b. Data link layer

The data link layer 404 lies on top of the physical layer 402. The data link layer 404 is a media access control (MAC) layer 414 shown in the diagram 400 as the MAC layer portion 414a and the proactive reservation-based intelligent multi-media access (PRIMMA) description portions 414b and 414c. It may include. Arrows 426, 428, and 430 indicate that the MAC layer 414 uses the data and multimedia applications 425, TCP / UDP 427, and IP 429 to analyze and schedule the IP packets of the " IP flows ", respectively. Indicates that header information can be read from the layer. IP packets of an IP flow can be identified by analyzing header information to determine the QoS requirements of the IP flow, so that the IP flow can be characterized, classified, represented, prioritized and scheduled.

c. Network layer

1.IP (Internet Protocol)

Network layer 408 is Internet Protocol (IP) 429. As discussed again below, and as already described above with respect to data network 142, IP is a standard protocol for addressing information packets. Referring to FIG. 7, the IP header field 702 may include, for example, a source and destination IP address, an IP type of service (IP TOS), an IP time to live (IP TTL), and a protocol field. IP is a more resilient datagram protocol against network failures, but it does not guarantee ordered delivery. Routers send error and control messages to other routers using the Internet control message protocol (ICMP). ICMP may also provide the ability for a user to send a "ping" (eco packet) to verify the round trip delay and reachability of the IP-address host. Another OSI Layer 3 protocol is an address resolution protocol (ARP) that can interface directly to the data link layer. ARP, for example, maps a physical address, such as an Ethernet MAC address, to an IP address.

2. IPv4 and IPv6

The IP 429 of the network layer 408 may be, for example, IP version 4 (IPv4) or IPv6. IPv6 (often called Next Generation Internet Protocol or IPng) is a backward-compatible extension of IPv4, the current version of the Internet Protocol. IPv6 is designed to solve the problems caused by the success of the Internet (such as running out of address space and router tables). IPv6 must also add features, including circuiting security, auto-configuration, and real-time services similar to QoS. The increased use of the Internet and the allocation of many available IP addresses have created an urgent need for increased addressing capacity. IPv4 uses a 32-byte number to generate an address, which can provide about 4 billion distinct network addresses. IPv6, on the other hand, uses 128-bytes for the address, which provides a much larger number of available addresses.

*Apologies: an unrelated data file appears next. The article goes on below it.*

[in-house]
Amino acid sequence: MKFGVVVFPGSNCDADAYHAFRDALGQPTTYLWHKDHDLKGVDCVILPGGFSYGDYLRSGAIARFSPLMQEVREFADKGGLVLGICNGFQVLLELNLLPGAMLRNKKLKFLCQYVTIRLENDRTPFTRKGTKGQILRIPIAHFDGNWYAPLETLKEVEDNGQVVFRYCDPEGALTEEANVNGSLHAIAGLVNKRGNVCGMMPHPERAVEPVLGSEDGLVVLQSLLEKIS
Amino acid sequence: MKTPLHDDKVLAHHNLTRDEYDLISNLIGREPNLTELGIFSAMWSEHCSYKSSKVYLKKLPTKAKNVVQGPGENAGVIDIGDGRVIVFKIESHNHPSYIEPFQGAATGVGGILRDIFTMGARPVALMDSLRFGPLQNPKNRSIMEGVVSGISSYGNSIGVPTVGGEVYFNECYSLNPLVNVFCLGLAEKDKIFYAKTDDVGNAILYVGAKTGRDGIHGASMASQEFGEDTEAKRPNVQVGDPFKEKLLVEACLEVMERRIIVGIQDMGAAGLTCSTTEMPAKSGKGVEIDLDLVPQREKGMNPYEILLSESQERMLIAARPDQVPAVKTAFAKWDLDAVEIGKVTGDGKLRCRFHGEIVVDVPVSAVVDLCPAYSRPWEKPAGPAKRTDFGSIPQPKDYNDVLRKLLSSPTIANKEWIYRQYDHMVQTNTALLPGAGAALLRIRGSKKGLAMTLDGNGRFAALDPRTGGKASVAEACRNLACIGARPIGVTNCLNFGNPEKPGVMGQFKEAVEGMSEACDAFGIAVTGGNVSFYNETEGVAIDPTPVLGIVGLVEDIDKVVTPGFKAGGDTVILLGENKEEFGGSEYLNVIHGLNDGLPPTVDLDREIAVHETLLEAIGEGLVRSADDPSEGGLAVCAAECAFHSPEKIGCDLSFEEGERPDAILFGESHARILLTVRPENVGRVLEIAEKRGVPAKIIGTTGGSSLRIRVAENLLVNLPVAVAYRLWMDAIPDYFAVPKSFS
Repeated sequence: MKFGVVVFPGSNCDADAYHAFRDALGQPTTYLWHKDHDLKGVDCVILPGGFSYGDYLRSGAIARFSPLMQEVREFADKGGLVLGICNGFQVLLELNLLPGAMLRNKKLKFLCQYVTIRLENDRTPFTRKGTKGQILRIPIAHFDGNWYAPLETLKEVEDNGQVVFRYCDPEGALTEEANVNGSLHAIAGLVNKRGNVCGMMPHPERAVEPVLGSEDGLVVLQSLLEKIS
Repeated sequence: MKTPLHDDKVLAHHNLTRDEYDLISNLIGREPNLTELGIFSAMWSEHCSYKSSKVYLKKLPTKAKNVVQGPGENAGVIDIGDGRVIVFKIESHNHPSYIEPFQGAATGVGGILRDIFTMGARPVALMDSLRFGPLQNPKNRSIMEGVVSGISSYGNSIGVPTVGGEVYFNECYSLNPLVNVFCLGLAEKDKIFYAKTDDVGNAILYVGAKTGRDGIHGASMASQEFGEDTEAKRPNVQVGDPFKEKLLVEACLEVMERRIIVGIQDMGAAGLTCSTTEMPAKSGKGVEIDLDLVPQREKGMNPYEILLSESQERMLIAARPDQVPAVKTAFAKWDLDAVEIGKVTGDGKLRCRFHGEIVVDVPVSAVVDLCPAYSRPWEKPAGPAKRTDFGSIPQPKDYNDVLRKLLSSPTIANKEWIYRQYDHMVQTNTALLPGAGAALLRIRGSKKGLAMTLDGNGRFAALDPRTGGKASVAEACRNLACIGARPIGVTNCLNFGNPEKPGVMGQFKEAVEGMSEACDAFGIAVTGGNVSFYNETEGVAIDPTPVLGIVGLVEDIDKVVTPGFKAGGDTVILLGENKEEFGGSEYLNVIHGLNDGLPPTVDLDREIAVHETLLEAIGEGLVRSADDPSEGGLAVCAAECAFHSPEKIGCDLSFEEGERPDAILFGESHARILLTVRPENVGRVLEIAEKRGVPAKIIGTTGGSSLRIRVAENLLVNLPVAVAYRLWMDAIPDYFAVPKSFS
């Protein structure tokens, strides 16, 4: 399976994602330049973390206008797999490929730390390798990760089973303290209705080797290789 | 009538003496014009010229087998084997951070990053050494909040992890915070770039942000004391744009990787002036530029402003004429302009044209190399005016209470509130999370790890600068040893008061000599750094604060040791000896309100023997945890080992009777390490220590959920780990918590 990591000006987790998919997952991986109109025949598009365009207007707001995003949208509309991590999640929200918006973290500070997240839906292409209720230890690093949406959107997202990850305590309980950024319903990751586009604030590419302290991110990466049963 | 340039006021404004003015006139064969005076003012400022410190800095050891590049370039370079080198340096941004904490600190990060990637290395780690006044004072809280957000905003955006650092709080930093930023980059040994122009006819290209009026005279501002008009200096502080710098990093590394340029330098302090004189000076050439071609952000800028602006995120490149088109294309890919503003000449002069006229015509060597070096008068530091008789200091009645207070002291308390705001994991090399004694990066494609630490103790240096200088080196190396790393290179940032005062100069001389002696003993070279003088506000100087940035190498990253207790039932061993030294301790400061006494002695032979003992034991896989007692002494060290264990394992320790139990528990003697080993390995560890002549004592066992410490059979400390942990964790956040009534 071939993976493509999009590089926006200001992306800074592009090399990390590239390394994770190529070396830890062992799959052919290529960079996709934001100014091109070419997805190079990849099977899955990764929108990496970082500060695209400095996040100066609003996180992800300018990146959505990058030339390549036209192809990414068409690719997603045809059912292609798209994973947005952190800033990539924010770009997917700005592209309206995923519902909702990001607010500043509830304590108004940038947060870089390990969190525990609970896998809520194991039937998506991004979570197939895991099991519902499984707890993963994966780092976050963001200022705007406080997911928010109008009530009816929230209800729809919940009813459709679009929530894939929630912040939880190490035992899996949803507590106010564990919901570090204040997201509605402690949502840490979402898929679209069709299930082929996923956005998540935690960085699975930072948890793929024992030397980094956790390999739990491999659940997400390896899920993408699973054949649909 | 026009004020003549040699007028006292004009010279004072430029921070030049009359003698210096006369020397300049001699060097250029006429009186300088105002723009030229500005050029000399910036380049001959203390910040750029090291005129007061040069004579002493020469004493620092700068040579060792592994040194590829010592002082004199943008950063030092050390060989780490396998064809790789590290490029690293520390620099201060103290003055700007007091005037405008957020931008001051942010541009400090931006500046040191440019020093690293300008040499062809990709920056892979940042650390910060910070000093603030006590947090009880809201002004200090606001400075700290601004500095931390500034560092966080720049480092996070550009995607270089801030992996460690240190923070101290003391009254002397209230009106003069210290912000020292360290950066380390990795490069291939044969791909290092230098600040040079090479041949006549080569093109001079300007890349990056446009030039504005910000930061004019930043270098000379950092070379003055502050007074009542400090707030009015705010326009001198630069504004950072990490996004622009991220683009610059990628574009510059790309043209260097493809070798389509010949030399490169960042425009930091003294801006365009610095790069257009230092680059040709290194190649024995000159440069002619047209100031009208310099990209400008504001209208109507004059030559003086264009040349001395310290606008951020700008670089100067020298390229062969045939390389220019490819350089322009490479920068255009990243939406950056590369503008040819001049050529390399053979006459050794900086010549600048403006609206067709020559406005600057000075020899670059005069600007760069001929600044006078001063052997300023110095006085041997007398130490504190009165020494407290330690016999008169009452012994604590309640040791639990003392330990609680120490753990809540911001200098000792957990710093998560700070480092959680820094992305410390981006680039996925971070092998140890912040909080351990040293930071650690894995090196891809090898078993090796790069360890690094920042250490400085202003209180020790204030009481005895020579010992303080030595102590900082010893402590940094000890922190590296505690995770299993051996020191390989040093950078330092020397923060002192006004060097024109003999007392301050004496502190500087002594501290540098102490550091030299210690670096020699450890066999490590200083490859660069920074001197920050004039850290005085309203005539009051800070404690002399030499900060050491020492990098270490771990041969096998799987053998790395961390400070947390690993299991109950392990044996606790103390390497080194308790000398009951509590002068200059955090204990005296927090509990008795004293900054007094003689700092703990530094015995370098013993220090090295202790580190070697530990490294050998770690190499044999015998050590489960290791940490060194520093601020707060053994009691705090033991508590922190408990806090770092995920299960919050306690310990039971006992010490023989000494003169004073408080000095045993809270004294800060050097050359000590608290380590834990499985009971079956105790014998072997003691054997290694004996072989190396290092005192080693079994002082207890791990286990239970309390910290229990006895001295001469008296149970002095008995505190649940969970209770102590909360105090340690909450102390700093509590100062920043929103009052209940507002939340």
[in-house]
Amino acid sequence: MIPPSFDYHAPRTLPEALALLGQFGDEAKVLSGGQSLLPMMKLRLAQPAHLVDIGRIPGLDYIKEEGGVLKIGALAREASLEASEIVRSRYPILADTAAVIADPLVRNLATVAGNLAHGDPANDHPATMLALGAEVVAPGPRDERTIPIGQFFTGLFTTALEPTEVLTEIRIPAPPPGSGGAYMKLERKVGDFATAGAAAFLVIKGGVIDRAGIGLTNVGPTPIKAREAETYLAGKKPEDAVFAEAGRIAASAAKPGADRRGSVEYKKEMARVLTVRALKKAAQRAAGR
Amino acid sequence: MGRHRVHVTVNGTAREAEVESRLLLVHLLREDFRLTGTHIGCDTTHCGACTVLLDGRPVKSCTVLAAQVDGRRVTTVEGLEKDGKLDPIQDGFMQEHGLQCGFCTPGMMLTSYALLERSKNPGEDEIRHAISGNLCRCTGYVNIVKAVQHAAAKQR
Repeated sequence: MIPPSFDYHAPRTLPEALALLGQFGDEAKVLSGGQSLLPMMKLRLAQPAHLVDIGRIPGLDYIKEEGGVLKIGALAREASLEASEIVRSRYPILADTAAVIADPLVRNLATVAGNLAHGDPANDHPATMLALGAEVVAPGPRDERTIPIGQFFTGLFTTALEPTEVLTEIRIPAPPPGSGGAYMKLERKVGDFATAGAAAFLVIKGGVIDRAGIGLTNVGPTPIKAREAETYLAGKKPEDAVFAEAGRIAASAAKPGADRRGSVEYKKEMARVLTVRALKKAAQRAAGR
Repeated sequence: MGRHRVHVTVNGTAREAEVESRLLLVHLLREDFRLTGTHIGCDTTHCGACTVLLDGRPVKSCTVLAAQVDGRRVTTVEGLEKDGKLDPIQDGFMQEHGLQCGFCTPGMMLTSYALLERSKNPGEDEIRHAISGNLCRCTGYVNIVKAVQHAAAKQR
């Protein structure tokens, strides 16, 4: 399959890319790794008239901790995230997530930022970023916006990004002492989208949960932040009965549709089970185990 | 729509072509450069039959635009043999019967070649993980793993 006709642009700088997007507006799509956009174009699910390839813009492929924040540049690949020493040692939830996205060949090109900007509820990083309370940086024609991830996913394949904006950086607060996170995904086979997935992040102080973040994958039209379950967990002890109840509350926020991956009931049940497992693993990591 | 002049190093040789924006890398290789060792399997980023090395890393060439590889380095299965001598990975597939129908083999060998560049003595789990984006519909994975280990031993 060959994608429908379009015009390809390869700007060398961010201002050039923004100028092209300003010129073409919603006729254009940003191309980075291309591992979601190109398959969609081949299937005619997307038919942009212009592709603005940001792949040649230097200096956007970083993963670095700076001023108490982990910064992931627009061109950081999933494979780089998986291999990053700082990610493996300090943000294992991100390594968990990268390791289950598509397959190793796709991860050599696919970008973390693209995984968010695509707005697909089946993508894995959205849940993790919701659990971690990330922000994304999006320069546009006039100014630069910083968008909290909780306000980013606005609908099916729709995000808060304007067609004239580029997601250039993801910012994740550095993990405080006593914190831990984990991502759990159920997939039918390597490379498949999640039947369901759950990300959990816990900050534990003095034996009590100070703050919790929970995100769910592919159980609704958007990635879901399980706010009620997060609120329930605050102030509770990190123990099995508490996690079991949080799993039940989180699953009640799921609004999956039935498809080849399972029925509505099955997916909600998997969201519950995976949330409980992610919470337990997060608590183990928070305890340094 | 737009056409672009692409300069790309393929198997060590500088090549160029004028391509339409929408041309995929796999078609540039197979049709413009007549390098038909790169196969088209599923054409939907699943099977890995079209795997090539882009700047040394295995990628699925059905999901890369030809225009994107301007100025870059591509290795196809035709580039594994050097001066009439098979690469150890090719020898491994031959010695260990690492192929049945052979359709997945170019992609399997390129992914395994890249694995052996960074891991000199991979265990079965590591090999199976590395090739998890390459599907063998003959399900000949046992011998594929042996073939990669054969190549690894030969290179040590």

3. Resource Reservation Protocol (RSVP)

IP 429 of network layer 408 may have RSVP enhancement. Advancing to enhanced IPv4 with QoS features, RSVP assumes that network managers allocate bandwidth based on their bandwidth requirements. Basically, RSVP is a new communication protocol that is required to signal a router to reserve bandwidth for real-time transmission of data, video and audio traffic. Operating on a per-connection, RSVP can be used to temporarily raise the priority of a given user on the network. RSVP runs from end to end to convey application requirements for special controls. RSVP identifies the session between the client and the server and requires the router to control the session in order to grant its communication priority upon resource access. Once the session is complete, the resources reserved for that session can be freely used.

RSVP unfortunately provides only two levels of priority in its signaling scheme. Packets are identified with low or high priority at each router hop. However, in a crowded network, two-level classification is not enough. In addition, packets prioritized in one router hop may be rejected in the next hop.

The RSVP, permitted in the 1997 IETF standard, does not control who will receive the bandwidth, and there remains a problem regarding what happens when several users simultaneously request a large block of bandwidth. Currently, this technique describes this situation on a first-come, first-served basis. The IETF is forming a task force to take this issue into account.

Because RSVP provides a certain level of service, many people equate the QoS with the protocol. For example, CISCO currently uses RSVP in its IPv4-based network router operating system to deliver IPv6-type QoS features. However, RSVP is only a small part of the QoS picture since it is only valid when supported within a given client / server connection. While RSVP allows for application delay and bandwidth demands, RSVP does not provide network-scoped priority or congestion control with the traffic flow management required to integrate QoS between enterprises. In addition, RSVP does not address specific attempts related to packet delivery over the wireless medium.

The present invention relates to (1) compatibility with RFC 2205, (2) Path reservation message, Resv, Path teardown message, Release reservation message, Path error message, Reservation error message and Confirmation. RSVP message recognition and support, including messages; (3) Recognition and support of RSVP objects, including Null, Session, RSVP_Hop, Time_Values, Style, Flowspec, Sender_Template, Sender_Tspec, Adspec, Error_Spec, Policy_Data, Integrity and Scope, Resv_Confirm Support, (4) RSVP by providing a configurable translation of RSVP Flowspecs for QoS resource allocation at the wireless base station 302.